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Medical Futility

Posted by Curt Anderson 
Re: Medical Futility
September 28, 2014 12:47AM

Even when the patient is capable of input, should their wishes to pull-out-all-the-stops in avoiding the inevitable outweigh the doctors' who can see the futility of their case?

I do not think this is a major concern... The vast majority of us follow doctors orders, even if it means we are losing a loved one. This isn't the kind of overutilization that really contributes to higher health costs either... But, should there be death-panels? No.

There should be death education. Doctors getting more involved in end-of-life planning.

If you don't have the means your most likely not going to get the treatment you are referring to and if you do have insurance and the money to afford the out-of-pocket expenses then you have a right to get any treatment that is medically necessary and written in the contract you paid for...
Re: Medical Futility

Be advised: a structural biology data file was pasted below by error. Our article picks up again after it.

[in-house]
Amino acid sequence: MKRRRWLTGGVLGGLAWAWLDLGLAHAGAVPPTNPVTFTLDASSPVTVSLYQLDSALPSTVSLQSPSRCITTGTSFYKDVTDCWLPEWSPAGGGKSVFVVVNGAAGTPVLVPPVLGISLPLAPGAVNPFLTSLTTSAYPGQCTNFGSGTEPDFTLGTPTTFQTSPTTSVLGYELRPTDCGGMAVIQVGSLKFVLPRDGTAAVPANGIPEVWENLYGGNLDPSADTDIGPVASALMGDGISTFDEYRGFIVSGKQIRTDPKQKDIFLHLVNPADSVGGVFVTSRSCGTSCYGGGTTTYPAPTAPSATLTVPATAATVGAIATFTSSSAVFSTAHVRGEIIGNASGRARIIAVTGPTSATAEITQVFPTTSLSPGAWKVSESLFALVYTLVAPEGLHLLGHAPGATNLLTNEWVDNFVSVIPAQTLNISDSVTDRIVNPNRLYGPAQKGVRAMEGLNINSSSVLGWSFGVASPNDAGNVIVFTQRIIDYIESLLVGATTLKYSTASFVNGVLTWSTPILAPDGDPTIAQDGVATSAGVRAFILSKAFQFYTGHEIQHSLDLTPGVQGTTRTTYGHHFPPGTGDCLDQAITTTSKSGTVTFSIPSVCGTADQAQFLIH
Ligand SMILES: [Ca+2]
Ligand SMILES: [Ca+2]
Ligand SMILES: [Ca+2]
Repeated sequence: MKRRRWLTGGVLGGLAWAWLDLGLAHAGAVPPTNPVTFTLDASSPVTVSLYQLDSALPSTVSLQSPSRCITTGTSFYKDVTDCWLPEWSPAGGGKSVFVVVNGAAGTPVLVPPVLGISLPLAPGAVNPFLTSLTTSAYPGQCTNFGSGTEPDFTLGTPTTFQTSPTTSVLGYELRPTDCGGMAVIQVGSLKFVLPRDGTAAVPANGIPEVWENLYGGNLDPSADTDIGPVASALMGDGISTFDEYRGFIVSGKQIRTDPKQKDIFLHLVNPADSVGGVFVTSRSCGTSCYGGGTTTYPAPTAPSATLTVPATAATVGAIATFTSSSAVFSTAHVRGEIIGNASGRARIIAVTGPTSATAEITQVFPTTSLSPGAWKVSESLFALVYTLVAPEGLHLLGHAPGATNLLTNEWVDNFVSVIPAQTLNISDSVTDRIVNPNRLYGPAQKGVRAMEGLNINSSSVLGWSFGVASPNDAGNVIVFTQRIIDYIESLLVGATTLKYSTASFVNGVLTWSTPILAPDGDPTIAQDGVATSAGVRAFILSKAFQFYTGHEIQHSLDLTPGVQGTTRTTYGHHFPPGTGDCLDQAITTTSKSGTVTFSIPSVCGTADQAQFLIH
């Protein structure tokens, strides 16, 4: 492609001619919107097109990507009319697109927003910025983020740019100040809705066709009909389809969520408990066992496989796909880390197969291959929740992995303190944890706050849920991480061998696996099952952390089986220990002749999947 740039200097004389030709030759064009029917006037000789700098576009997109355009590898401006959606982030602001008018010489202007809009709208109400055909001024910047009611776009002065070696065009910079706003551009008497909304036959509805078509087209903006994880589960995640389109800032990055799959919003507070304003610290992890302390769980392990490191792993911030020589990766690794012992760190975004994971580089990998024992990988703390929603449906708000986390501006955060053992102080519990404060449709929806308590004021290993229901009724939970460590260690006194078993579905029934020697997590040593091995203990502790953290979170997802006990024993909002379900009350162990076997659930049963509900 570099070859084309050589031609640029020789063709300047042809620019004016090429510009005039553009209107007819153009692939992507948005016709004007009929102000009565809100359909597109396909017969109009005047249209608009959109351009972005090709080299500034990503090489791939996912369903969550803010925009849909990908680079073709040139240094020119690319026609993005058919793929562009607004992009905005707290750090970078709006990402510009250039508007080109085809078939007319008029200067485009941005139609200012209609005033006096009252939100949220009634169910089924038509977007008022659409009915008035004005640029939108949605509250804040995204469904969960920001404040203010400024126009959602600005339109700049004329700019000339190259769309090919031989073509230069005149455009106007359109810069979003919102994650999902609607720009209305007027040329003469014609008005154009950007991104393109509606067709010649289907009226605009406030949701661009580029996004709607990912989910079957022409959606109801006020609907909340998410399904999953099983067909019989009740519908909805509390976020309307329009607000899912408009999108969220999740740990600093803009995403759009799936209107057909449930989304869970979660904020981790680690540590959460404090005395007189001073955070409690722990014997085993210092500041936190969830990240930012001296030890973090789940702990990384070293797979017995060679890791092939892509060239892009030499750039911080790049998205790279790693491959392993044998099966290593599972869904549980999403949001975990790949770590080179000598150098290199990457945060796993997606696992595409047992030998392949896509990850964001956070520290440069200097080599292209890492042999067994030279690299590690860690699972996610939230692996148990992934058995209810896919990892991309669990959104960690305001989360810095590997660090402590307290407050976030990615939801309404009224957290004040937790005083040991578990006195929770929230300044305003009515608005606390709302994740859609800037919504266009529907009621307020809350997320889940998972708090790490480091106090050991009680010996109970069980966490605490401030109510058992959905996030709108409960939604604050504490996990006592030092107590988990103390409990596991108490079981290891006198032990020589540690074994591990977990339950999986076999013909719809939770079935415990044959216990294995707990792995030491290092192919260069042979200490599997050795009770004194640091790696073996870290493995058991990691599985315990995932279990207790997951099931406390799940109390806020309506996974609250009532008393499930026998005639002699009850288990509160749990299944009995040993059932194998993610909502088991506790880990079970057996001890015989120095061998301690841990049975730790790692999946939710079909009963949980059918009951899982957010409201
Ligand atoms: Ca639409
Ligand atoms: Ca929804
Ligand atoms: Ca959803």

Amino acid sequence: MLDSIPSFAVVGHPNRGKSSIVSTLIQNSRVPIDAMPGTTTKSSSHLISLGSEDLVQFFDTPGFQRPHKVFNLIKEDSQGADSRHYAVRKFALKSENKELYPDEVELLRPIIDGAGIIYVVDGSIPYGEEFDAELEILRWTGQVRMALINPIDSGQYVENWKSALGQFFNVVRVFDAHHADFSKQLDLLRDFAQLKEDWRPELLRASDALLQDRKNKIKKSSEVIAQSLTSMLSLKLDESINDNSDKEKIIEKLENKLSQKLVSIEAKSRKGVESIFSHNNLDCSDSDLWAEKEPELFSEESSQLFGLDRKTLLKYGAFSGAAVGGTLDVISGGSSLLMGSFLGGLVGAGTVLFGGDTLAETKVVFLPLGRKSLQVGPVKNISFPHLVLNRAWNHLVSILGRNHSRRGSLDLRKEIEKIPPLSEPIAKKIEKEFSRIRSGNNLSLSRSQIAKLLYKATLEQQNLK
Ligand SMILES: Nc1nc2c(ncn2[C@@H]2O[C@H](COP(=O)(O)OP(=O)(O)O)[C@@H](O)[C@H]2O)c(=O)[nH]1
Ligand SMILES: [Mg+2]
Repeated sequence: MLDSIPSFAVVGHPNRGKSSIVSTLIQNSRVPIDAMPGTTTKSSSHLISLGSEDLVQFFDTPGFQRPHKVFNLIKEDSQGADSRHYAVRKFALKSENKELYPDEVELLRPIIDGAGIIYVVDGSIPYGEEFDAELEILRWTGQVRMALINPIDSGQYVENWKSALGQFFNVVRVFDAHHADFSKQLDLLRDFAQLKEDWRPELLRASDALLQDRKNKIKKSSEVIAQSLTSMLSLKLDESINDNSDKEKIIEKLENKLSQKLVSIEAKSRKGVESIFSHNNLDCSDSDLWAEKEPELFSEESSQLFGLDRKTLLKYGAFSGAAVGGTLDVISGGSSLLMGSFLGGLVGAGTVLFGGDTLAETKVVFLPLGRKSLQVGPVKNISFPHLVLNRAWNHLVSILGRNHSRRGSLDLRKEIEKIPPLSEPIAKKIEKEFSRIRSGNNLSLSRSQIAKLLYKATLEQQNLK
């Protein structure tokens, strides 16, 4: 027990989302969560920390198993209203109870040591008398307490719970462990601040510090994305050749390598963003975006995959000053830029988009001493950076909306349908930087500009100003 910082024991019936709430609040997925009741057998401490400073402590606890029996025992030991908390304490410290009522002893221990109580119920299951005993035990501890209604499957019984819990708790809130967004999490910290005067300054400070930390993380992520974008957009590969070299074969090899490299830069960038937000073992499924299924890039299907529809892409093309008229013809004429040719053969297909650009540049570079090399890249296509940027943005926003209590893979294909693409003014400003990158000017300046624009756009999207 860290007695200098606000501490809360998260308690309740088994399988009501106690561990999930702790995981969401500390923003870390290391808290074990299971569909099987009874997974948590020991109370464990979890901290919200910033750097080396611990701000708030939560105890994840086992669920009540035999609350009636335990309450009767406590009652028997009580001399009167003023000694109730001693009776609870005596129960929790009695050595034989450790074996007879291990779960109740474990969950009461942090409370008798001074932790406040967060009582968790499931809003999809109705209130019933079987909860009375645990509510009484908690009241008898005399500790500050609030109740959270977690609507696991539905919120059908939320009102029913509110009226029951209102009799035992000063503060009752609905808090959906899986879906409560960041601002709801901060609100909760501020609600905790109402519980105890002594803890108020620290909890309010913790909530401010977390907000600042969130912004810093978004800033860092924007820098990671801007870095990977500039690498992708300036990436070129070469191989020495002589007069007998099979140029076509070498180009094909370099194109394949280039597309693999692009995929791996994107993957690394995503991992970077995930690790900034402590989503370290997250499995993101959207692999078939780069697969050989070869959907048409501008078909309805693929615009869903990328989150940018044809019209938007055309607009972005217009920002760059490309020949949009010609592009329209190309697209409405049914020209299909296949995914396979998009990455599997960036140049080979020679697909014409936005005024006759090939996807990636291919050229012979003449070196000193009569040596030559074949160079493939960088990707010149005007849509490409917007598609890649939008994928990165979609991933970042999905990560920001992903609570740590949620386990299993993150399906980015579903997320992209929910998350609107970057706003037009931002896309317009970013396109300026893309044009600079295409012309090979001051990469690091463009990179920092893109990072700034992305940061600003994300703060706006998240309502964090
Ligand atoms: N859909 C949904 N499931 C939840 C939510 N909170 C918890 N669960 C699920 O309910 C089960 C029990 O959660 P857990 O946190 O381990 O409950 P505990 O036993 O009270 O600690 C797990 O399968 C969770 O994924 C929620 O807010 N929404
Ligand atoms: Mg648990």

October 07, 2014 06:46AM
Tonight on the Daily Show, the guest was Atul Gawande. He is a doctor and talked about his book "Being Mortal: Medicine and What Matters in the End" From what he said in the 7 minute interview with Jon Stewart, he is in perfect accord with what I advocated in this thread. Counter-intuitively, he said that fatally ill people who forego the expensive, high-tech medical procedures to extend their lives actually live 25% longer!

Here is a link to his book and a description which says in part "Medicine has triumphed in modern times, transforming birth, injury, and infectious disease from harrowing to manageable. But in the inevitable condition of aging and death, the goals of medicine seem too frequently to run counter to the interest of the human spirit." []

Catch his interview on the Daily Show if you can.

Re: Medical Futility
October 28, 2014 11:08PM
In college I rented a room from a doctor who told me his job was to basically put terminal kids to sleep. He called it "snowing" them. The kids had incurable cancer - he would ease their pain as long as possible, but he said at the end he was basically putting them to sleep the same way you put down a pet that's reached the end. So "death panels"? We've had them for years.
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